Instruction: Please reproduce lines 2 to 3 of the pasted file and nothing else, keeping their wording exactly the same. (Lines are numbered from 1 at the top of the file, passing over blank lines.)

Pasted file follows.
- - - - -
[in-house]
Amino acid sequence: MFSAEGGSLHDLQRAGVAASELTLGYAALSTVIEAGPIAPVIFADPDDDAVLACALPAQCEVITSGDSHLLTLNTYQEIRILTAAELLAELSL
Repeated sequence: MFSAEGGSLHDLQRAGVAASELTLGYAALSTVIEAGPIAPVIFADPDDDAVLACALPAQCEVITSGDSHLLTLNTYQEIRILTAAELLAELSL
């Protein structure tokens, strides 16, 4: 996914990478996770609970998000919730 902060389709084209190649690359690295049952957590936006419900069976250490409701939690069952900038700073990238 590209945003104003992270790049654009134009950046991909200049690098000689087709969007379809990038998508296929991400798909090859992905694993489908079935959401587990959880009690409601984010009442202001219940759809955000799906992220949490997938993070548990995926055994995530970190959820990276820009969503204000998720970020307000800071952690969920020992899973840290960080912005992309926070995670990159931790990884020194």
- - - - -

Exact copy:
Amino acid sequence: MFSAEGGSLHDLQRAGVAASELTLGYAALSTVIEAGPIAPVIFADPDDDAVLACALPAQCEVITSGDSHLLTLNTYQEIRILTAAELLAELSL
Repeated sequence: MFSAEGGSLHDLQRAGVAASELTLGYAALSTVIEAGPIAPVIFADPDDDAVLACALPAQCEVITSGDSHLLTLNTYQEIRILTAAELLAELSL